By Astrid Graterol on Dec 13, 2019 @ 10:40 AM
You know that it is important to brush your teeth twice a day to maintain good oral health, but did you also know how important it is to brush your tongue? Just like our teeth, the tongue can collect bacteria through the day and if not cleaned every day, oral problems can arise. Brushing your tongue might seem like an unnecessary step, but there are actually a few reasons why it’s important.
- Halitosis (Bad Breath): The most common problem associated with not brushing your tongue is bad breath. Most of the bacteria in your mouth live on your tongue and breeds, spreading on to your teeth. By not brushing your tongue the bacteria will eventually develop a terrible odor. There are other ways of getting bad breath and you can read about in our blog What Causes Bad Breath and More Oral Health Questions for Your Dentist.
- Diminished Taste Buds: If you ever found yourself biting into your favorite snack and being disappointed by the dull taste then you might have diminished taste buds. By not brushing your tongue, a biofilm of bacteria and old food particles can build up and cover your taste buds, making everything taste dull.
- Oral Thrush (Yeast Infection): This may come to you as a shock, but you can develop a yeast infection in your mouth by not brushing your tongue. With too much bacteria build up, a yeast infection can form, making white patches appear on your tongue. This can be treated with antifungal medications and brushing your tongue regularly.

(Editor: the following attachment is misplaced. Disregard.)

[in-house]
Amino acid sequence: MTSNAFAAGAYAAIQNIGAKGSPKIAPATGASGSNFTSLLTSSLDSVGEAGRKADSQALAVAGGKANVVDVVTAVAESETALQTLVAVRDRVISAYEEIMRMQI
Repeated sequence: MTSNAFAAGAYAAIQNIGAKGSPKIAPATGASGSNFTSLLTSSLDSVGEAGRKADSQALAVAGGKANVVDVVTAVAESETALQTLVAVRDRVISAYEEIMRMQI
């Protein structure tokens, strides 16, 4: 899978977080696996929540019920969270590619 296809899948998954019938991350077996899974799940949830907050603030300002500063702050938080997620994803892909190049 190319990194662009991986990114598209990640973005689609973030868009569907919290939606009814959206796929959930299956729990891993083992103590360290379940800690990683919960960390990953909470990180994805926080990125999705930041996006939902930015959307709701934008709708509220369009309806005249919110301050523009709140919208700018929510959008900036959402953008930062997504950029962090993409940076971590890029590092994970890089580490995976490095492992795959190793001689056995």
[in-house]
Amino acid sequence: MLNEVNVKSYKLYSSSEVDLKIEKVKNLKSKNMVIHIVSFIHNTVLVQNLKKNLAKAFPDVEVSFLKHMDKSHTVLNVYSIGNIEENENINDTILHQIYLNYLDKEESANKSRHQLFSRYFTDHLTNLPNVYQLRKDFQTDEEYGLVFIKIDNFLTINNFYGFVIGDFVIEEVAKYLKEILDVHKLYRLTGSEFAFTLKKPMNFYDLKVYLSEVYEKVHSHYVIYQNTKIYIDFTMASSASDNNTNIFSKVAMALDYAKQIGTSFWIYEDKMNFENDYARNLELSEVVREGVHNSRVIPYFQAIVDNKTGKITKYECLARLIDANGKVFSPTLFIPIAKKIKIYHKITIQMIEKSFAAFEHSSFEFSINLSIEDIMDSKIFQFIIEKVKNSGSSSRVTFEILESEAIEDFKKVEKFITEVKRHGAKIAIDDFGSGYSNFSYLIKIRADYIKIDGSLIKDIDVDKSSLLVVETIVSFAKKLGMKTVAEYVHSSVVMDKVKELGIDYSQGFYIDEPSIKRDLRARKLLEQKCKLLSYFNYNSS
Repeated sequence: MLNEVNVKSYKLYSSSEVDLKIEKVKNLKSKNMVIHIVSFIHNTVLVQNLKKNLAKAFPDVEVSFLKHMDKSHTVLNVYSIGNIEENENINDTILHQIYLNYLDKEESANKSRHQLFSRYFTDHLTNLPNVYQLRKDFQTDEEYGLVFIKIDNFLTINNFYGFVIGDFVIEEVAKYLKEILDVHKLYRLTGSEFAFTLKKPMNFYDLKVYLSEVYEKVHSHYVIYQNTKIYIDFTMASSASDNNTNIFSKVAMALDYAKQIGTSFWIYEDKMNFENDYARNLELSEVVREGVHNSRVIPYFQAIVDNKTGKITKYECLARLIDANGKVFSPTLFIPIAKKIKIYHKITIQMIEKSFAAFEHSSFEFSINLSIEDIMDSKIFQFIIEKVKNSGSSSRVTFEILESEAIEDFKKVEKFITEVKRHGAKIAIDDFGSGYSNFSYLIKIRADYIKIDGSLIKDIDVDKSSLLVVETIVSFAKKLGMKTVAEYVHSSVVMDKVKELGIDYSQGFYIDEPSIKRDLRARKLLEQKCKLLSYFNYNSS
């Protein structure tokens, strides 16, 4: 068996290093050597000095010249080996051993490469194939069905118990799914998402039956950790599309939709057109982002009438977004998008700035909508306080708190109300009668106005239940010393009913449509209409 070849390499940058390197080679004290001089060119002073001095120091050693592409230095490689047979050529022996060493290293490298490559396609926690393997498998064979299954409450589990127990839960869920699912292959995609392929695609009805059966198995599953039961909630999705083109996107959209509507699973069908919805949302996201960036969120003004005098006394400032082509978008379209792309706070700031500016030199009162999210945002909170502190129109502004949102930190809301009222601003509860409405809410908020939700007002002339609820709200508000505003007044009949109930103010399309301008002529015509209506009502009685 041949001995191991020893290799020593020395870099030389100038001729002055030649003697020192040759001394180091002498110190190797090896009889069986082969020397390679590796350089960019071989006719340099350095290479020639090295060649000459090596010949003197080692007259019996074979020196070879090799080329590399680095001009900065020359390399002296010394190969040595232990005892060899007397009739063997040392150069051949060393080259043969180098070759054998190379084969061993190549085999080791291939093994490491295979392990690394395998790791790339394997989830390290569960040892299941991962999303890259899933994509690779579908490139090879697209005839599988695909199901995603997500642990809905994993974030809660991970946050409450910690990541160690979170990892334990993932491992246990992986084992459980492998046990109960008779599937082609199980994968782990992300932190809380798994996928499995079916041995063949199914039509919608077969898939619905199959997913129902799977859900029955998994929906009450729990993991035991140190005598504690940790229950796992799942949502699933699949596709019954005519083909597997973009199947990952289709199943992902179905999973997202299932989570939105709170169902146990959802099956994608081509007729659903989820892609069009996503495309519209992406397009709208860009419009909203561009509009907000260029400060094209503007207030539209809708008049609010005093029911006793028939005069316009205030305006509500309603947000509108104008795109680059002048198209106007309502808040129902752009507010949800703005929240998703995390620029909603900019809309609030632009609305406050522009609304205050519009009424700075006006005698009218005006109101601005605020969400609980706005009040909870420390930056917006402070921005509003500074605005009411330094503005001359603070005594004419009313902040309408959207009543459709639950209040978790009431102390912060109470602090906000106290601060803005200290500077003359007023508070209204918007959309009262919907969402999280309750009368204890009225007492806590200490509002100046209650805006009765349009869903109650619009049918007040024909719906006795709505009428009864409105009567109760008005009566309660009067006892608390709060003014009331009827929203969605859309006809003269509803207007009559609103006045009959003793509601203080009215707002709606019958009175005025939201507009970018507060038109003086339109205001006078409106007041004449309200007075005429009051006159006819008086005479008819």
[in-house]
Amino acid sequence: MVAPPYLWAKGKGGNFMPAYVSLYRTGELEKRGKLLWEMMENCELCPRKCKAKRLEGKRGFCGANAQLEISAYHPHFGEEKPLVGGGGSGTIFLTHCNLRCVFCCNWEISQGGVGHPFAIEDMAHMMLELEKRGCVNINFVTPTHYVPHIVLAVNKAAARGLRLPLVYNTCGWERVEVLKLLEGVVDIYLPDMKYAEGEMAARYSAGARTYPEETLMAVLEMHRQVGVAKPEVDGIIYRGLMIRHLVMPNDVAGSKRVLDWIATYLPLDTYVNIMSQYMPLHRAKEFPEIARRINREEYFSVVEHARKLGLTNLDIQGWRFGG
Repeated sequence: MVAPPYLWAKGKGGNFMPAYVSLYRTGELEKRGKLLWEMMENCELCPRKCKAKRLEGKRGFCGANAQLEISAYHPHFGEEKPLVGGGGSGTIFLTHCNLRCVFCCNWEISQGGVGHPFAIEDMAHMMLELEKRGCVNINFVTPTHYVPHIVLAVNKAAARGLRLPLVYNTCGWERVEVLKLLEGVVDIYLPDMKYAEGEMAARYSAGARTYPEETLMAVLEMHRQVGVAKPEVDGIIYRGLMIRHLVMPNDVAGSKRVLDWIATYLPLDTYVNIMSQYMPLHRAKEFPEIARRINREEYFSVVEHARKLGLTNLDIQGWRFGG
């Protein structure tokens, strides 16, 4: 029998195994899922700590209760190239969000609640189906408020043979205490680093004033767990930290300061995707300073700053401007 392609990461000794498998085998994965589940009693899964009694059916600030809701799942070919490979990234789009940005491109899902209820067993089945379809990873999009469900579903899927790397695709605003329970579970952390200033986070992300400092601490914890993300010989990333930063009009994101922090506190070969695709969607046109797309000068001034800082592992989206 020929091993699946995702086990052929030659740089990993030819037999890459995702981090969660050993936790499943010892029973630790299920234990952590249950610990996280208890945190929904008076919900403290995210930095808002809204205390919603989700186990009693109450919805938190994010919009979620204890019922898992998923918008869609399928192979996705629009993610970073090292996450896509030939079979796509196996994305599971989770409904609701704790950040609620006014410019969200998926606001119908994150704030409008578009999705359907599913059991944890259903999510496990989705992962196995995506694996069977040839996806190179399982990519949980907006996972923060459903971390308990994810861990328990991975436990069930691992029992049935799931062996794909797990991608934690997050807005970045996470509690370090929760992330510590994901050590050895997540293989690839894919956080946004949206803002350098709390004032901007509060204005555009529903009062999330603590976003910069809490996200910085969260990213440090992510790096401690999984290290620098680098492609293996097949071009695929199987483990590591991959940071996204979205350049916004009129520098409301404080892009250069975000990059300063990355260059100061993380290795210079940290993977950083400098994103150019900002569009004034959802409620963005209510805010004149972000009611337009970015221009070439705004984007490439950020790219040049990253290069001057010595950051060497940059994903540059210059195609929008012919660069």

- Periodontal Disease: When bacteria builds up on your tongue it transfers to your teeth, causing your gums to become red and inflamed. If your gums aren’t treated properly, this inflammation can turn into periodontal disease. This disease may lead to serious health risks and if diagnosed, it is important to schedule a periodontal scaling appointment with your dentist.
- Black Hair Tongue: It’s just as awful as it sounds. This occurs when the papillae — the tiny bumps on your tongue — get stained by dark dark foods and drinks, such as, red wine, coffee, or soda. If the stains aren’t brushed away, the tongue gets a dark, hair-like appearance. This can easily be removed by brushing your tongue and rinsing your mouth with mouthwash.
How to Brush Your Tongue
Brushing your tongue should become a part of your brushing routine, meaning you should do it every time you brush. Make sure to brush gently, brushing with too much pressure or too vigorously can damage the fragile skin on your tongue. Colgate recommends you use a separate toothbrush or a tongue scraper for your tongue to avoid transmitting any plague or bacteria to your teeth.
Brushing your tongue with a toothbrush:
♦ Brush back and forth
♦ Brush side to side
♦ Rinse with water
Following a regular oral care routine that focuses on good hygiene is the best way to battle bacteria in your mouth. In a good routine, tongue brushing should always be included. Download our free diagram on selecting the right toothpaste to get started on building good oral health.